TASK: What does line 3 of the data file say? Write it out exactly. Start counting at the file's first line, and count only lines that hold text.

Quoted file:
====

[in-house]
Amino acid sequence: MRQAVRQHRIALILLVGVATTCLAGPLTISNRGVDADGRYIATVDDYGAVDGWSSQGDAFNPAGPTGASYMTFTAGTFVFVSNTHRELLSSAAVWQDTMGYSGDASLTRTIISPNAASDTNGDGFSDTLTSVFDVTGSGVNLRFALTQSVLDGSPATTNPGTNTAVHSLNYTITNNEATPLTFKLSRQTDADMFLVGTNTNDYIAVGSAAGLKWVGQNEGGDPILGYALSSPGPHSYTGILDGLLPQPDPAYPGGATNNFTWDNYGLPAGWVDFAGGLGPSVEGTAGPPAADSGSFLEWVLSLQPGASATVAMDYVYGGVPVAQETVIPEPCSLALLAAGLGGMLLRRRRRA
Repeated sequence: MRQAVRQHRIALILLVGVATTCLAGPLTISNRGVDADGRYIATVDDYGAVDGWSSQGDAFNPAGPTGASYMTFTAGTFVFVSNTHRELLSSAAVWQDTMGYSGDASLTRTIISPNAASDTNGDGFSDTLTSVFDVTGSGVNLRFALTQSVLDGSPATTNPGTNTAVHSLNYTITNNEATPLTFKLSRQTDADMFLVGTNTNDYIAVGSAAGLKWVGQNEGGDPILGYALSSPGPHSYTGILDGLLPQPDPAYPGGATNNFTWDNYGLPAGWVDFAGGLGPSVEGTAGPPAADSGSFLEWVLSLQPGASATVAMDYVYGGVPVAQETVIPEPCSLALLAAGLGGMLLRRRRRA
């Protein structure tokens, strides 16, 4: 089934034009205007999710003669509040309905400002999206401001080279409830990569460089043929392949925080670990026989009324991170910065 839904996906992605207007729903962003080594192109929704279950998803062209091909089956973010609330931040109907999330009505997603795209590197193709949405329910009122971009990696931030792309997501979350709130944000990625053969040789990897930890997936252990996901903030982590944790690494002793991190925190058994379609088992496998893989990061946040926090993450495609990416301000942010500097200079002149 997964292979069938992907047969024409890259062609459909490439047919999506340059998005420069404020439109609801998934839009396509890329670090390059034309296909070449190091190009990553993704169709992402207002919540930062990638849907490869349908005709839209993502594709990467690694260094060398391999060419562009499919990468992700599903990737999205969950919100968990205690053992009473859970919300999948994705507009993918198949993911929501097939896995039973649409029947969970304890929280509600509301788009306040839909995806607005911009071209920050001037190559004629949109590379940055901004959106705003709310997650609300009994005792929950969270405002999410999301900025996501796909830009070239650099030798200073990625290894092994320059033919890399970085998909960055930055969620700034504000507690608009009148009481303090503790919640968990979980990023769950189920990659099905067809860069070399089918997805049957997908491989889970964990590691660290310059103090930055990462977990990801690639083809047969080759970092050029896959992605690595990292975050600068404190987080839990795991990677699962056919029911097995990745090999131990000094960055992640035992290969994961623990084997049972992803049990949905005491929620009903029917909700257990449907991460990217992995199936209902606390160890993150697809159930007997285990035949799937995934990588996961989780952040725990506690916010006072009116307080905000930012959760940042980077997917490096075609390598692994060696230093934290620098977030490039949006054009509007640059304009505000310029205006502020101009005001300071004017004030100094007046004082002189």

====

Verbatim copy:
Repeated sequence: MRQAVRQHRIALILLVGVATTCLAGPLTISNRGVDADGRYIATVDDYGAVDGWSSQGDAFNPAGPTGASYMTFTAGTFVFVSNTHRELLSSAAVWQDTMGYSGDASLTRTIISPNAASDTNGDGFSDTLTSVFDVTGSGVNLRFALTQSVLDGSPATTNPGTNTAVHSLNYTITNNEATPLTFKLSRQTDADMFLVGTNTNDYIAVGSAAGLKWVGQNEGGDPILGYALSSPGPHSYTGILDGLLPQPDPAYPGGATNNFTWDNYGLPAGWVDFAGGLGPSVEGTAGPPAADSGSFLEWVLSLQPGASATVAMDYVYGGVPVAQETVIPEPCSLALLAAGLGGMLLRRRRRA